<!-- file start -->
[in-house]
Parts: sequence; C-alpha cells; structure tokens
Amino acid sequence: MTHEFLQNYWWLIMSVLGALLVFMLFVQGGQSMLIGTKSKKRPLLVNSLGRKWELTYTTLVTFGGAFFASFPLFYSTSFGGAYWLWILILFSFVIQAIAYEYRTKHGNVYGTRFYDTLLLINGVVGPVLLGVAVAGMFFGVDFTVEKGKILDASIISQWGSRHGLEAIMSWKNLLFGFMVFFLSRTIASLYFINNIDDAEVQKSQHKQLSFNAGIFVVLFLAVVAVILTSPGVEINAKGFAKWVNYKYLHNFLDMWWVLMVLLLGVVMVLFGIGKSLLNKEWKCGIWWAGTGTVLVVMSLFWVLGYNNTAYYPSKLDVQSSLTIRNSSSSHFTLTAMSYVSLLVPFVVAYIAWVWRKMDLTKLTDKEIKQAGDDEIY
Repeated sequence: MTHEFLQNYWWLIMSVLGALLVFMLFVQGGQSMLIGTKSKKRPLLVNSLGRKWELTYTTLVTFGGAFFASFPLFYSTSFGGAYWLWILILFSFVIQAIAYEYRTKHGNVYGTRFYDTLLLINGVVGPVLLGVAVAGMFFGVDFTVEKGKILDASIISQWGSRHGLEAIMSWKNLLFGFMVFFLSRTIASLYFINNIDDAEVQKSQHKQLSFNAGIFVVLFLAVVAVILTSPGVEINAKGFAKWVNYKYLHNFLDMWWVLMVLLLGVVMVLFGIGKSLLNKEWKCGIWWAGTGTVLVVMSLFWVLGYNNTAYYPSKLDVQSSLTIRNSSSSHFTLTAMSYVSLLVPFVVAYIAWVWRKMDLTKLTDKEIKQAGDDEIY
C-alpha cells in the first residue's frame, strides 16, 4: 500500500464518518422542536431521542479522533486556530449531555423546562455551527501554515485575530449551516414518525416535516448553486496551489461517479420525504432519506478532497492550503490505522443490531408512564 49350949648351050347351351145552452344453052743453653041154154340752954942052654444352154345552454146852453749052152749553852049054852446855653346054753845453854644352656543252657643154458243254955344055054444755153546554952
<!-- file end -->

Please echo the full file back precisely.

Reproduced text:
[in-house]
Parts: sequence; C-alpha cells; structure tokens
Amino acid sequence: MTHEFLQNYWWLIMSVLGALLVFMLFVQGGQSMLIGTKSKKRPLLVNSLGRKWELTYTTLVTFGGAFFASFPLFYSTSFGGAYWLWILILFSFVIQAIAYEYRTKHGNVYGTRFYDTLLLINGVVGPVLLGVAVAGMFFGVDFTVEKGKILDASIISQWGSRHGLEAIMSWKNLLFGFMVFFLSRTIASLYFINNIDDAEVQKSQHKQLSFNAGIFVVLFLAVVAVILTSPGVEINAKGFAKWVNYKYLHNFLDMWWVLMVLLLGVVMVLFGIGKSLLNKEWKCGIWWAGTGTVLVVMSLFWVLGYNNTAYYPSKLDVQSSLTIRNSSSSHFTLTAMSYVSLLVPFVVAYIAWVWRKMDLTKLTDKEIKQAGDDEIY
Repeated sequence: MTHEFLQNYWWLIMSVLGALLVFMLFVQGGQSMLIGTKSKKRPLLVNSLGRKWELTYTTLVTFGGAFFASFPLFYSTSFGGAYWLWILILFSFVIQAIAYEYRTKHGNVYGTRFYDTLLLINGVVGPVLLGVAVAGMFFGVDFTVEKGKILDASIISQWGSRHGLEAIMSWKNLLFGFMVFFLSRTIASLYFINNIDDAEVQKSQHKQLSFNAGIFVVLFLAVVAVILTSPGVEINAKGFAKWVNYKYLHNFLDMWWVLMVLLLGVVMVLFGIGKSLLNKEWKCGIWWAGTGTVLVVMSLFWVLGYNNTAYYPSKLDVQSSLTIRNSSSSHFTLTAMSYVSLLVPFVVAYIAWVWRKMDLTKLTDKEIKQAGDDEIY
C-alpha cells in the first residue's frame, strides 16, 4: 500500500464518518422542536431521542479522533486556530449531555423546562455551527501554515485575530449551516414518525416535516448553486496551489461517479420525504432519506478532497492550503490505522443490531408512564 49350949648351050347351351145552452344453052743453653041154154340752954942052654444352154345552454146852453749052152749553852049054852446855653346054753845453854644352656543252657643154458243254955344055054444755153546554952